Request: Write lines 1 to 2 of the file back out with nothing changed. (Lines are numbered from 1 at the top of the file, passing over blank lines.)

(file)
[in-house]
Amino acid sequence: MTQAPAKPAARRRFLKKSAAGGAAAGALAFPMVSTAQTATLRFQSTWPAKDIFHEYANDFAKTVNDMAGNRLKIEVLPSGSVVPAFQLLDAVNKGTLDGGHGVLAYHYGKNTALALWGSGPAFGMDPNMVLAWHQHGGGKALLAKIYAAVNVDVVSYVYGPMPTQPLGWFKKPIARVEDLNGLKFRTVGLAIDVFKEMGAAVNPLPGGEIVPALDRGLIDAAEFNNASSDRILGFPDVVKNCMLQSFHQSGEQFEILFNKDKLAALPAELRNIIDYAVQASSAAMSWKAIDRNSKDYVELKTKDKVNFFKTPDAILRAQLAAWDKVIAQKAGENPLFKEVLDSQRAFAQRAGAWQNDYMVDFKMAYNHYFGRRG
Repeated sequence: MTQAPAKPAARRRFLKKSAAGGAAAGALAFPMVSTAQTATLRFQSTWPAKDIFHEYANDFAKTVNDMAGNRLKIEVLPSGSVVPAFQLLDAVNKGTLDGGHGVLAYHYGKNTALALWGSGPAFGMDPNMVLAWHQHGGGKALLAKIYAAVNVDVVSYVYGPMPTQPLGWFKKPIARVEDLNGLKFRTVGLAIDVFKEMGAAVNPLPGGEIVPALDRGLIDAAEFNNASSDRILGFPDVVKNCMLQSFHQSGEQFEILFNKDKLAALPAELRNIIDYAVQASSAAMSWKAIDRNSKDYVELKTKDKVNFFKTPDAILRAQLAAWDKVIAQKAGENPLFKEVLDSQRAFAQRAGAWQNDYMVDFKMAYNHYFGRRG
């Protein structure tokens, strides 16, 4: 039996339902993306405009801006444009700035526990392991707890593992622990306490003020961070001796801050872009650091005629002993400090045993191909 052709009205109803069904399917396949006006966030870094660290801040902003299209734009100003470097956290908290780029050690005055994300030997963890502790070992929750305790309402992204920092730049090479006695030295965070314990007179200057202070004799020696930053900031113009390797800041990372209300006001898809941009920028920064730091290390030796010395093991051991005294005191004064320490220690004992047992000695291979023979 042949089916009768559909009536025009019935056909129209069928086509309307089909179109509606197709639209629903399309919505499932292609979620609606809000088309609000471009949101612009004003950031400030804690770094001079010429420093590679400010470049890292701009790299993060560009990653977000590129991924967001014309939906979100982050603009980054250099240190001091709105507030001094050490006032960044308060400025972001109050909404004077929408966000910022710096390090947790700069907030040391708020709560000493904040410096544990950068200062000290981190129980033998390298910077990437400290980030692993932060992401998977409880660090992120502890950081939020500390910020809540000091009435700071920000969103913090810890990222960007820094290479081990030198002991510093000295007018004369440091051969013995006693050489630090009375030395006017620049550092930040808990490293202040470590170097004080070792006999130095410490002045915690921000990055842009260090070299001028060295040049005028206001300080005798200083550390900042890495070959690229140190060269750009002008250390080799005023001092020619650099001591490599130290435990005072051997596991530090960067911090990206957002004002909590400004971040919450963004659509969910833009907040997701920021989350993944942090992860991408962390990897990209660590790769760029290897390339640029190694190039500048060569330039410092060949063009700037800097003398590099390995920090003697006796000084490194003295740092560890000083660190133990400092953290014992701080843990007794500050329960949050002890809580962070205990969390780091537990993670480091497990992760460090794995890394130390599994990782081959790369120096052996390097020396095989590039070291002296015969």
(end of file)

[in-house]
Amino acid sequence: MTQAPAKPAARRRFLKKSAAGGAAAGALAFPMVSTAQTATLRFQSTWPAKDIFHEYANDFAKTVNDMAGNRLKIEVLPSGSVVPAFQLLDAVNKGTLDGGHGVLAYHYGKNTALALWGSGPAFGMDPNMVLAWHQHGGGKALLAKIYAAVNVDVVSYVYGPMPTQPLGWFKKPIARVEDLNGLKFRTVGLAIDVFKEMGAAVNPLPGGEIVPALDRGLIDAAEFNNASSDRILGFPDVVKNCMLQSFHQSGEQFEILFNKDKLAALPAELRNIIDYAVQASSAAMSWKAIDRNSKDYVELKTKDKVNFFKTPDAILRAQLAAWDKVIAQKAGENPLFKEVLDSQRAFAQRAGAWQNDYMVDFKMAYNHYFGRRG